At approximately 18:30 hours yesterday staff observed you and eight other inmates in the "B unit" pool room created a disturbance by yelling and appearing to be under the influence of home made brew. When the supervisor attended, you and others claimed to have a hostage and that the group was demanding to be provided with morphine and valium. It was stated that the hostage was a "rat" and if the demands were not met that the hostage would have a finger cut off, and that this would be sent out to prove that the demands should be taken seriously. The pool room area was barricaded and visually obstructed to prevent staff from assessing the situation by the inmates within, by placing cushions into the window areas and overturning the pool table. Approximately three hours later the inmates contained in the pool room attempted to breach open the pool room door which had been secured by staff. Repeated orders to cease had no effects on the inmates efforts to stop their attempt to gain access to the rest of the living unit. Finally, a warning shot had to be discharged to quell the inmates’ actions.

You and other inmates continued to demand drugs, pop and food and claimed to have beaten the hostage into an unconscious state. To convince staff that this had taken place a broken pool cue and newspaper were thrown from the pool room window and both items had blood on them.

As negotiations were on-going staff heard you and others smashing objects in the pool room. The level of damage to government property was later assessed as almost complete destruction of the room itself including the furniture and television.

Approximately eleven hours later this situation was defused and you were placed into segregation. Your willingness to participate in brew related violence and the destruction of government property coupled with a threat of injury to others leaves no alternative other than segregation. (Involuntary Segregation Placement Notice of Brian Hickey, 98-09-16)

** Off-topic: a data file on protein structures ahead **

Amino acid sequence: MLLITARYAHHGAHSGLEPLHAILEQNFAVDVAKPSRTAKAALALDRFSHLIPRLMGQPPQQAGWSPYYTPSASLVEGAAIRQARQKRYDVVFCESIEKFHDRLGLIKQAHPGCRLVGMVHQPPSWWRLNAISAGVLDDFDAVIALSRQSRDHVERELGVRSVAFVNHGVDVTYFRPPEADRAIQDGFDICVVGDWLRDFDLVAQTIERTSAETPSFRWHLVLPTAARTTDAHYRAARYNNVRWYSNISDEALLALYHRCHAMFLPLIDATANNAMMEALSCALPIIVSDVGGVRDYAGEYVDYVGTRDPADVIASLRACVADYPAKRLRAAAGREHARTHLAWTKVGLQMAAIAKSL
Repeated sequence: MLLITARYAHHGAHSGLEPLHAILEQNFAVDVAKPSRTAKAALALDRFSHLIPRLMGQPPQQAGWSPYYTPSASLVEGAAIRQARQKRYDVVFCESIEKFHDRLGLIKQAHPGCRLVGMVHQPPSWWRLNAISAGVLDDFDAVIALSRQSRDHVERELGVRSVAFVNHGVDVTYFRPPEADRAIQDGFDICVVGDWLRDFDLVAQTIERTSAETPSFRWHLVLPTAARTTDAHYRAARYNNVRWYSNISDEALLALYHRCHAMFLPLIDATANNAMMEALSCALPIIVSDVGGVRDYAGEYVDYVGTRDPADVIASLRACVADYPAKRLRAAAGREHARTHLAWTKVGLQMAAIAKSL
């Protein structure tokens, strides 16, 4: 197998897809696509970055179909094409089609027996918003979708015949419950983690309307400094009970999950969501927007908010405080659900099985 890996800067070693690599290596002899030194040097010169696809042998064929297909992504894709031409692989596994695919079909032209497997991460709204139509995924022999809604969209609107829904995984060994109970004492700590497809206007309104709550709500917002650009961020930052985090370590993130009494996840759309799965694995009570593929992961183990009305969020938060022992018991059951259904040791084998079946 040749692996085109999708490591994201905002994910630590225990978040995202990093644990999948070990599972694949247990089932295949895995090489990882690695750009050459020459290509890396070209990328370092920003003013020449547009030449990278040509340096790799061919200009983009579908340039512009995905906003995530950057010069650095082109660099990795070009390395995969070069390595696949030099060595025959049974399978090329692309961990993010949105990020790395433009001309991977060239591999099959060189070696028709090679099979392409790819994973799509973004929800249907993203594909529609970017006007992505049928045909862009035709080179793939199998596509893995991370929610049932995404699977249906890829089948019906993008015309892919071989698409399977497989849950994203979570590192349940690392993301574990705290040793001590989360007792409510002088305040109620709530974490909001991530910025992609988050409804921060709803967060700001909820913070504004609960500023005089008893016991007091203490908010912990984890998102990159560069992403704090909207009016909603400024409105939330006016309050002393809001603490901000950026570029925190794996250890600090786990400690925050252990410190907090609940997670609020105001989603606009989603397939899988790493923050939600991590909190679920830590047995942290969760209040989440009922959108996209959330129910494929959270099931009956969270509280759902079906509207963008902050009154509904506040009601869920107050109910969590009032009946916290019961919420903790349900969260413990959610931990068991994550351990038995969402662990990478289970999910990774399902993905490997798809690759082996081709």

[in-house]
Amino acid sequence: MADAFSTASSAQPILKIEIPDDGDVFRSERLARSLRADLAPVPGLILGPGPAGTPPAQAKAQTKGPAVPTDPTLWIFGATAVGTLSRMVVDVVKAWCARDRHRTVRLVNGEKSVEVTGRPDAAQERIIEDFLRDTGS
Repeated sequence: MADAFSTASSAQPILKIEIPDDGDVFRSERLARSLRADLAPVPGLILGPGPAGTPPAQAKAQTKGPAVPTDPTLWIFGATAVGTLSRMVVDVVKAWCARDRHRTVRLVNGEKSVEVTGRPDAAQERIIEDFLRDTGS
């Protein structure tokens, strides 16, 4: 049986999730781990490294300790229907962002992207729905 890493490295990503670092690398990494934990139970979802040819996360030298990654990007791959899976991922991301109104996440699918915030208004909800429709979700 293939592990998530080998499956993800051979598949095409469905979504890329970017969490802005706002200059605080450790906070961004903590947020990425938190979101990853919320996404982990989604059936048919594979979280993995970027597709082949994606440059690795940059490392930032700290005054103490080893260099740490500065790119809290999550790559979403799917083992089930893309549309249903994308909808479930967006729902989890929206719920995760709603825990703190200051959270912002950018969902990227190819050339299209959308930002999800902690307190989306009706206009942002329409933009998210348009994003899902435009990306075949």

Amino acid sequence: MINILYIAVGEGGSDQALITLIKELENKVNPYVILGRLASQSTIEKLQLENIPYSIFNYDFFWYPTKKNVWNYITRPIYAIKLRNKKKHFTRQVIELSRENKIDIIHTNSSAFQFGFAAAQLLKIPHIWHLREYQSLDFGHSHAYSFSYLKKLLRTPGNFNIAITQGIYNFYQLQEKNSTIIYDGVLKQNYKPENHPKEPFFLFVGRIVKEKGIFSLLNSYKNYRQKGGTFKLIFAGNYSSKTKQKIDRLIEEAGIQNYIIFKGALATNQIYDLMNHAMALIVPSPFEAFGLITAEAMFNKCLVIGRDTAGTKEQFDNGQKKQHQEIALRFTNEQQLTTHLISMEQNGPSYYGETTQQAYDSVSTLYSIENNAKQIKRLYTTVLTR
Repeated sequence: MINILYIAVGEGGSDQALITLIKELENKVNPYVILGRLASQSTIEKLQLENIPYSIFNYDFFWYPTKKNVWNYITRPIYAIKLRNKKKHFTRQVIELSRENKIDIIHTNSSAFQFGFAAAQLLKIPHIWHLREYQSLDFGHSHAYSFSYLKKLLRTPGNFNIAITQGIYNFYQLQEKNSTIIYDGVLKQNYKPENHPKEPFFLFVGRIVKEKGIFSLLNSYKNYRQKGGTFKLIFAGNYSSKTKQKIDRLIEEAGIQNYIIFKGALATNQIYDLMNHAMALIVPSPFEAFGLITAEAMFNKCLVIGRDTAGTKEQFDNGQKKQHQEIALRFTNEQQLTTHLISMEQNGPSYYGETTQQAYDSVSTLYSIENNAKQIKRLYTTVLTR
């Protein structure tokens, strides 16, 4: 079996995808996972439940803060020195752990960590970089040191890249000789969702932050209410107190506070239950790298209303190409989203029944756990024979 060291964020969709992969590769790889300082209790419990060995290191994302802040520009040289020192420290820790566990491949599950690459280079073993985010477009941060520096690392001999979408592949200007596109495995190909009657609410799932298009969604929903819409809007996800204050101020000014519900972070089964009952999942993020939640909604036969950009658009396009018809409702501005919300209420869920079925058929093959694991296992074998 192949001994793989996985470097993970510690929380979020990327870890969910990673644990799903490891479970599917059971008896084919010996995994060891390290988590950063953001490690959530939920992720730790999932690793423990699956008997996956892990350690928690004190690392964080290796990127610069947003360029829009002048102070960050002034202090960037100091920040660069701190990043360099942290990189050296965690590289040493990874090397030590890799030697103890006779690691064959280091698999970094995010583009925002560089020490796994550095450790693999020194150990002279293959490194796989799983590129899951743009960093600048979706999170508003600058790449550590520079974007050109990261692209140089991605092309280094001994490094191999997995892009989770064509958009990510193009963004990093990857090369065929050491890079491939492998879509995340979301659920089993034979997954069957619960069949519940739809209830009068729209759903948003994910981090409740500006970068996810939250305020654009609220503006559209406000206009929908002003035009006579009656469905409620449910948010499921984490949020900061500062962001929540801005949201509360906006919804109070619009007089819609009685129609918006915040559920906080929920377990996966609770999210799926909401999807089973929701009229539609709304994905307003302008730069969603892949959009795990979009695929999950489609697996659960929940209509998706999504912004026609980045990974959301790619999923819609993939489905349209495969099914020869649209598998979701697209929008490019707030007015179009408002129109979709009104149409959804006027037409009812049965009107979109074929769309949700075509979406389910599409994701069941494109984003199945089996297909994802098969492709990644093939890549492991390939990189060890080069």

Attached to the Involuntary Segregation Placement Notice was several officer observation reports from staff members who had been on the scene during the incident. The prisoners were also informed that their 5-day review would be held on September 23, 1998.

I was at Kent Institution on the morning when the nine prisoners surrendered and were placed in segregation. Deputy Warden Doug Richmond and Unit Managers Mike Csoka and Brenda Lamm had already gone home to sleep having been at the institution the whole night. I spoke with Unit Manager Kevin Morgan, IPSO Wayne Culbert and the Co-ordinator of Correctional Operations Brian Ferguson. They told me that while the institution and the RCMP had initially taken seriously the prisoners’ claim that they had taken a hostage, during the night it became increasingly clear that this was a ploy either to try and get drugs or to forestall an attack on the common room. Even though the prisoners had sent out the pool cue and newspaper with blood on them, there was other significant evidence undermining the claim that this was a real hostage taking. In particular, the staff heard considerable laughter coming from in the room when enquiries were made as to the health of the alleged hostage. When the prisoners surrendered, although one of them had a cut on his leg, the wound was superficial and when he was taken to the institutional health care unit it was treated with a bandage and did not require any stitching. From the staff I spoke with, the consensus was that there was no hostage taking; rather, a brew party had gotten out of hand and the situation had quickly deteriorated resulting in the prisoners going on a rampage. I was also told that there was a very real possibility that some of the prisoners had got trapped in the room and may have found themselves with no option but to participate for fear of reprisals from those who were directly implicated. Although the initial briefings given to the media who camped at the prison gates all night was that there was an apparent hostage taking, subsequent briefings the next day strongly suggested that there may not have actually been a hostage.